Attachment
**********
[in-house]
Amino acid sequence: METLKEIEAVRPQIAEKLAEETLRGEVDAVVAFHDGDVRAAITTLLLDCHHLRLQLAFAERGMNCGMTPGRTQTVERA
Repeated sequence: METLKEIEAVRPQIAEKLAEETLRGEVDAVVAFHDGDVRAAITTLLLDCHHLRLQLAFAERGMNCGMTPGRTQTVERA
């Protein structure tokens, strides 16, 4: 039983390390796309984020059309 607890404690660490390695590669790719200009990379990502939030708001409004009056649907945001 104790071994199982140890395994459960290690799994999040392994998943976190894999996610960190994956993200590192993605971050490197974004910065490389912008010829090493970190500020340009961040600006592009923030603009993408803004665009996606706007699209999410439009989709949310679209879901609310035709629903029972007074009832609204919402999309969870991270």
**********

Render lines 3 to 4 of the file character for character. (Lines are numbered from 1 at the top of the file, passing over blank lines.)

Repeated sequence: METLKEIEAVRPQIAEKLAEETLRGEVDAVVAFHDGDVRAAITTLLLDCHHLRLQLAFAERGMNCGMTPGRTQTVERA
């Protein structure tokens, strides 16, 4: 039983390390796309984020059309 607890404690660490390695590669790719200009990379990502939030708001409004009056649907945001 104790071994199982140890395994459960290690799994999040392994998943976190894999996610960190994956993200590192993605971050490197974004910065490389912008010829090493970190500020340009961040600006592009923030603009993408803004665009996606706007699209999410439009989709949310679209879901609310035709629903029972007074009832609204919402999309969870991270």